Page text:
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It takes a lot of tireshine product to get that likenew look to farm tiresapparently We will not say where we found this
<p>It takes a lot of tire-shine product to get that like-new look to farm tires...apparently. We will not say where we found this.</p>

Last-minute touches, arrivals keep things moving

A stroll around a farm show facility the day before the open is part of the fun for media. We get a kind of behind the scenes look at what exhibits look like before they're finished and when they're up and running. Here at Husker Harvest Days, given that the last two weeks has been relatively dry, the pace has been measured, and relatively steady.

A common finishing touch for most big farm equipment is to shine the tires. This fellow got the short straw since the tires on a Claas Xerion are huge, but he was plugging away.

Oh, I'm sure that behind the scenes there has been a fair share of drama - the last-minute arrival in a rush for forklift service, or the exhibitor who's product didn't arrive, but on the whole final setup day is for finishing touches.

As the breezes blew on Monday I took a walk around the show site west of Grand Island for the 2015 Husker Harvest Days, and things looked nearly ready. In fact they were very far along, so there was little "setup imagery" to capture. That's a good thing for show organizers who want opening day to go off without a hitch.

Rest assured the food vendors are fully stocked, and companies are ready to dole out information and ideas for farmers looking to catch up on the latest tools and tech for their farms. And all the majors are here ready to show off everything and talk about those tools with interested visitors.

Well this should come as no surprise, I ran across this pile of tire-shine product cans. Now you know the secret ingredient if you're looking for that farm-show finish.

As loyal readers know, part of my job includes attending a few farm shows a year and I enjoy the many similarities and differences in each. Husker Harvest Days, as noted yesterday, holds a special position with its emphasis on irrigation equipment, but you'll also find a range of Nebraska-only companies on hand offering a range of tools and innovations.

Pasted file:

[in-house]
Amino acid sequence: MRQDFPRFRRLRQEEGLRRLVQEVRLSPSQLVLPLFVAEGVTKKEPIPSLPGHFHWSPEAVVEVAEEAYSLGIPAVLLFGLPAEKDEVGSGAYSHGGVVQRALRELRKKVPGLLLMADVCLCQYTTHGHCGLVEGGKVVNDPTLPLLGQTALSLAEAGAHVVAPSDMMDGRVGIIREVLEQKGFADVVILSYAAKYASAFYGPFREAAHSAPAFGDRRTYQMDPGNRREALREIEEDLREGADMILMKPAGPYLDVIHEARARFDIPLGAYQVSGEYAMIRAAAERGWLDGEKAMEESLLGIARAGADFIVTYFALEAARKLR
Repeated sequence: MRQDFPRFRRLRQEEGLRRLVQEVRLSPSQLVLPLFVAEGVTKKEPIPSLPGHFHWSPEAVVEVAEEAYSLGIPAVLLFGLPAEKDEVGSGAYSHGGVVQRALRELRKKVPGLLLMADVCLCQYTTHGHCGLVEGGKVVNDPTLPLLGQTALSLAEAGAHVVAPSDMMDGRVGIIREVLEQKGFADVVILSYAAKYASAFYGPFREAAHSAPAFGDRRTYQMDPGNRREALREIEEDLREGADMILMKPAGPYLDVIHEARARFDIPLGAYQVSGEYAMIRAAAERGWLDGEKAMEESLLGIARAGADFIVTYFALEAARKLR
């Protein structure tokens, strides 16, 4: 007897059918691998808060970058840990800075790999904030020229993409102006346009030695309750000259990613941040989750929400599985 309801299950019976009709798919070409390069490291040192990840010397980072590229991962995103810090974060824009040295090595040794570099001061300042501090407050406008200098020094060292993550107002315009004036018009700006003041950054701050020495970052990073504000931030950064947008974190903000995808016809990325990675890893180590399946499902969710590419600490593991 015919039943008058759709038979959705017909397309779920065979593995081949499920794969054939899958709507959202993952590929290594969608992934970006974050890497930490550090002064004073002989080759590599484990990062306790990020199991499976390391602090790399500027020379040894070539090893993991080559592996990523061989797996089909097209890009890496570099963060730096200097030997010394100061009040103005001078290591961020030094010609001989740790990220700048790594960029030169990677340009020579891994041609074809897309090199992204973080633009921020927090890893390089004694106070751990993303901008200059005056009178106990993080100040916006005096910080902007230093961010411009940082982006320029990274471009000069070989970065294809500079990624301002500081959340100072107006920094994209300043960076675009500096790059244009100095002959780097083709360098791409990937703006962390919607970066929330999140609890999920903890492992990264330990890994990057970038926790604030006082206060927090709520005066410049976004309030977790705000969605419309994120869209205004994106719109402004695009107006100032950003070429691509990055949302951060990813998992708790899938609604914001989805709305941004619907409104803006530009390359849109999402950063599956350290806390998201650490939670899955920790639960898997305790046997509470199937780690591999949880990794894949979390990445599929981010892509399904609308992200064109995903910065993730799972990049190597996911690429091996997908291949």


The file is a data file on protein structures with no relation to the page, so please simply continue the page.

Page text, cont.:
One thing I'm noticing about the outdoor shows this year is a significant expansion in ride-and-drive experiences. If you're in the market for a new pickup truck or utility vehicle, this is an obligation free place to check out these tools.

Ford is even showing off a trailering system they say anyone can use to back a trailer without trouble. I'm thinking about giving that product a test because frankly I stink at backing up a trailer. Many times in the past when that task has been handed to me it has been the source of much amusement to my wife and daughter. Nothing like trying to watch a guy who seldom pulls a trailer try to back toward a target for loading. Well they thought it was funny.

On these pages you'll find a few things I ran across yesterday as I took my walk. Mostly about setup and one wing-nut thing I'll track down later and get the story on. It'll be obvious what that item is from the photo and caption on this page.

So this came in on a trailer, we're going to track this down and find out what the story is and tell you more in another blog installment. Interesting art.

We have a tradition here at Penton Agriculture for our shows of posting the morning sunrise from opening day. In the old days that's how we topped off our show site with a welcome to day one. Now we post it to the show's Facebook page since that's where a lot of you see information first.

Today is to be warm and windy, and frankly I'll take that over last year's soggy show with its own interesting weather challenges. We'll get dusty today, but that's agriculture, you farm no matter the weather, we put on a show under the same conditions.

This week I'll be spending plenty of time in the irrigation tech booths getting information for another project I'm involved in. If you see a guy in a Husker Harvest Shirt with a wide-brimmed hat, it's probably me. Say hi!

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